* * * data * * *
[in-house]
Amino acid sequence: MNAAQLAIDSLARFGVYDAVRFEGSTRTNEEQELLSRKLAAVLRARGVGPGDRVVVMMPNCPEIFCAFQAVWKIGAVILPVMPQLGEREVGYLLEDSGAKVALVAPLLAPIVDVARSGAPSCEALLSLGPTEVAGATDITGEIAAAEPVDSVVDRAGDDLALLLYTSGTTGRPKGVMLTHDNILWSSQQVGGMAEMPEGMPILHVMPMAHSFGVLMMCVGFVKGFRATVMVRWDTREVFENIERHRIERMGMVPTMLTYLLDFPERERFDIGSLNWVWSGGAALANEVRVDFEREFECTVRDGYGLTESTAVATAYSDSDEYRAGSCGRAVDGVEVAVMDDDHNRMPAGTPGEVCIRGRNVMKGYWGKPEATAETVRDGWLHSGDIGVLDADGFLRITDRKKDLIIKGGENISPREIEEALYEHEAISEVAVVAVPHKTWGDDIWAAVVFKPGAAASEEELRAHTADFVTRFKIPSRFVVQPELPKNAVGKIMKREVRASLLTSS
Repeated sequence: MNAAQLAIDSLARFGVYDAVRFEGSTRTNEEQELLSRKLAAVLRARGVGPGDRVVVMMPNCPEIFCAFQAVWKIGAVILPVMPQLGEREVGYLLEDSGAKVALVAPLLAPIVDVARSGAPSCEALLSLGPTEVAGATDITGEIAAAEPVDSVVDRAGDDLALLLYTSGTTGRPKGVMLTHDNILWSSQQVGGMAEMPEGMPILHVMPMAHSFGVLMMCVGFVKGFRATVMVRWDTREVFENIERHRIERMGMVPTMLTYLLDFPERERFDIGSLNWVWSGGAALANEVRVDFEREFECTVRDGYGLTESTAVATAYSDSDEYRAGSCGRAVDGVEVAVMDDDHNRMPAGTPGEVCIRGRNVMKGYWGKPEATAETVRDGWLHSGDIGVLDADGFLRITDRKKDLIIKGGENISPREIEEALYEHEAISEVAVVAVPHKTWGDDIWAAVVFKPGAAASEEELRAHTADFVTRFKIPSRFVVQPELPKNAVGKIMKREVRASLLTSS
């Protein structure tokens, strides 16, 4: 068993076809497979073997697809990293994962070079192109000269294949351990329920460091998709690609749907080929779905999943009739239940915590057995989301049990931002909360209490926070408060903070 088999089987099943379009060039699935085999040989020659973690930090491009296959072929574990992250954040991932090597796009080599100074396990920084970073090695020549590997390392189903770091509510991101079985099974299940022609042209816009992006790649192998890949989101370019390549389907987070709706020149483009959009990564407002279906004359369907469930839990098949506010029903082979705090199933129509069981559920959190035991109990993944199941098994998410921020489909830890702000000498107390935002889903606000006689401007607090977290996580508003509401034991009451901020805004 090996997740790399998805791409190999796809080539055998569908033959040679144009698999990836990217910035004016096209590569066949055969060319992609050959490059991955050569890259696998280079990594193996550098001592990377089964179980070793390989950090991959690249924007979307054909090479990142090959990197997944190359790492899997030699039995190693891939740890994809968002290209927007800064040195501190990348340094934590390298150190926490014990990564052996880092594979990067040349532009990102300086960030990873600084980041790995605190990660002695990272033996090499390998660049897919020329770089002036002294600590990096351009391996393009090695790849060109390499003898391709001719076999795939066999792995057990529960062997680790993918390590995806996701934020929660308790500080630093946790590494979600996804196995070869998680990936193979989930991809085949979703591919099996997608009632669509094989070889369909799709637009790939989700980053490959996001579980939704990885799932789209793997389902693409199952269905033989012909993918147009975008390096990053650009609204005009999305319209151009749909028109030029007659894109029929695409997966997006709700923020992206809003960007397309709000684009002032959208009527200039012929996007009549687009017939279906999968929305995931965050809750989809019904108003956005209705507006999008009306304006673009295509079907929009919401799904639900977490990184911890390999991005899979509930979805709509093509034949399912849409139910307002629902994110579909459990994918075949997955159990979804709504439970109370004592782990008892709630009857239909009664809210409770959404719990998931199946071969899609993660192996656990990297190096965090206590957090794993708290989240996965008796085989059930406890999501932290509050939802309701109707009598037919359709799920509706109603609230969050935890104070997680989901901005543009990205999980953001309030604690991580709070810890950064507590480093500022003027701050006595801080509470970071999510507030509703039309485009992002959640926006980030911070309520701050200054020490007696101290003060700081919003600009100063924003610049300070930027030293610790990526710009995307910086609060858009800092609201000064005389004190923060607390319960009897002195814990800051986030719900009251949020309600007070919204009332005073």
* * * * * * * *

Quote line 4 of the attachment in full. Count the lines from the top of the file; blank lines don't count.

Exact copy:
């Protein structure tokens, strides 16, 4: 068993076809497979073997697809990293994962070079192109000269294949351990329920460091998709690609749907080929779905999943009739239940915590057995989301049990931002909360209490926070408060903070 088999089987099943379009060039699935085999040989020659973690930090491009296959072929574990992250954040991932090597796009080599100074396990920084970073090695020549590997390392189903770091509510991101079985099974299940022609042209816009992006790649192998890949989101370019390549389907987070709706020149483009959009990564407002279906004359369907469930839990098949506010029903082979705090199933129509069981559920959190035991109990993944199941098994998410921020489909830890702000000498107390935002889903606000006689401007607090977290996580508003509401034991009451901020805004 090996997740790399998805791409190999796809080539055998569908033959040679144009698999990836990217910035004016096209590569066949055969060319992609050959490059991955050569890259696998280079990594193996550098001592990377089964179980070793390989950090991959690249924007979307054909090479990142090959990197997944190359790492899997030699039995190693891939740890994809968002290209927007800064040195501190990348340094934590390298150190926490014990990564052996880092594979990067040349532009990102300086960030990873600084980041790995605190990660002695990272033996090499390998660049897919020329770089002036002294600590990096351009391996393009090695790849060109390499003898391709001719076999795939066999792995057990529960062997680790993918390590995806996701934020929660308790500080630093946790590494979600996804196995070869998680990936193979989930991809085949979703591919099996997608009632669509094989070889369909799709637009790939989700980053490959996001579980939704990885799932789209793997389902693409199952269905033989012909993918147009975008390096990053650009609204005009999305319209151009749909028109030029007659894109029929695409997966997006709700923020992206809003960007397309709000684009002032959208009527200039012929996007009549687009017939279906999968929305995931965050809750989809019904108003956005209705507006999008009306304006673009295509079907929009919401799904639900977490990184911890390999991005899979509930979805709509093509034949399912849409139910307002629902994110579909459990994918075949997955159990979804709504439970109370004592782990008892709630009857239909009664809210409770959404719990998931199946071969899609993660192996656990990297190096965090206590957090794993708290989240996965008796085989059930406890999501932290509050939802309701109707009598037919359709799920509706109603609230969050935890104070997680989901901005543009990205999980953001309030604690991580709070810890950064507590480093500022003027701050006595801080509470970071999510507030509703039309485009992002959640926006980030911070309520701050200054020490007696101290003060700081919003600009100063924003610049300070930027030293610790990526710009995307910086609060858009800092609201000064005389004190923060607390319960009897002195814990800051986030719900009251949020309600007070919204009332005073």